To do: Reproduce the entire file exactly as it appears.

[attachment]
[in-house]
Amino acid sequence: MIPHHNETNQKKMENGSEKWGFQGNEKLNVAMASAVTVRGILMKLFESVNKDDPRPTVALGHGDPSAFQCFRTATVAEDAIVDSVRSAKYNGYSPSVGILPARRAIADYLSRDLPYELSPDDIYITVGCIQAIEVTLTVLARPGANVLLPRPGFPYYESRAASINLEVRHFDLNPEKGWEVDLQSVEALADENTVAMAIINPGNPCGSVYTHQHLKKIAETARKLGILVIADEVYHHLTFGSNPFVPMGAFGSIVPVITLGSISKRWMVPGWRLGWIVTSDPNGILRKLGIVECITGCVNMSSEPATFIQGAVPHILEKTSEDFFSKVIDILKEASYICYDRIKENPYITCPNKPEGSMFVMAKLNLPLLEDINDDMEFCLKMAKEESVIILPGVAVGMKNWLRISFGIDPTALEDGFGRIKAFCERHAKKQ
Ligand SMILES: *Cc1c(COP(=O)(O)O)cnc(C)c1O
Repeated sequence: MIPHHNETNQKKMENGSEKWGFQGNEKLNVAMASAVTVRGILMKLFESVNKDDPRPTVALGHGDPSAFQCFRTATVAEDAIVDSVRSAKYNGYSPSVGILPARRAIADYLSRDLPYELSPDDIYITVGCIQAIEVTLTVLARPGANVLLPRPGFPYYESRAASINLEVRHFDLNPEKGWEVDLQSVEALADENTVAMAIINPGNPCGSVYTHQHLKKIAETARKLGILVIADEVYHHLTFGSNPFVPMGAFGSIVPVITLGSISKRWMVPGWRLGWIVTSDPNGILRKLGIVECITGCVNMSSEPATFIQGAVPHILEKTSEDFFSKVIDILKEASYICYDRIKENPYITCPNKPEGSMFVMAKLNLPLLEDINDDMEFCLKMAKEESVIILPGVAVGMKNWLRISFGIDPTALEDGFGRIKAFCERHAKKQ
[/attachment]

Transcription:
[in-house]
Amino acid sequence: MIPHHNETNQKKMENGSEKWGFQGNEKLNVAMASAVTVRGILMKLFESVNKDDPRPTVALGHGDPSAFQCFRTATVAEDAIVDSVRSAKYNGYSPSVGILPARRAIADYLSRDLPYELSPDDIYITVGCIQAIEVTLTVLARPGANVLLPRPGFPYYESRAASINLEVRHFDLNPEKGWEVDLQSVEALADENTVAMAIINPGNPCGSVYTHQHLKKIAETARKLGILVIADEVYHHLTFGSNPFVPMGAFGSIVPVITLGSISKRWMVPGWRLGWIVTSDPNGILRKLGIVECITGCVNMSSEPATFIQGAVPHILEKTSEDFFSKVIDILKEASYICYDRIKENPYITCPNKPEGSMFVMAKLNLPLLEDINDDMEFCLKMAKEESVIILPGVAVGMKNWLRISFGIDPTALEDGFGRIKAFCERHAKKQ
Ligand SMILES: *Cc1c(COP(=O)(O)O)cnc(C)c1O
Repeated sequence: MIPHHNETNQKKMENGSEKWGFQGNEKLNVAMASAVTVRGILMKLFESVNKDDPRPTVALGHGDPSAFQCFRTATVAEDAIVDSVRSAKYNGYSPSVGILPARRAIADYLSRDLPYELSPDDIYITVGCIQAIEVTLTVLARPGANVLLPRPGFPYYESRAASINLEVRHFDLNPEKGWEVDLQSVEALADENTVAMAIINPGNPCGSVYTHQHLKKIAETARKLGILVIADEVYHHLTFGSNPFVPMGAFGSIVPVITLGSISKRWMVPGWRLGWIVTSDPNGILRKLGIVECITGCVNMSSEPATFIQGAVPHILEKTSEDFFSKVIDILKEASYICYDRIKENPYITCPNKPEGSMFVMAKLNLPLLEDINDDMEFCLKMAKEESVIILPGVAVGMKNWLRISFGIDPTALEDGFGRIKAFCERHAKKQ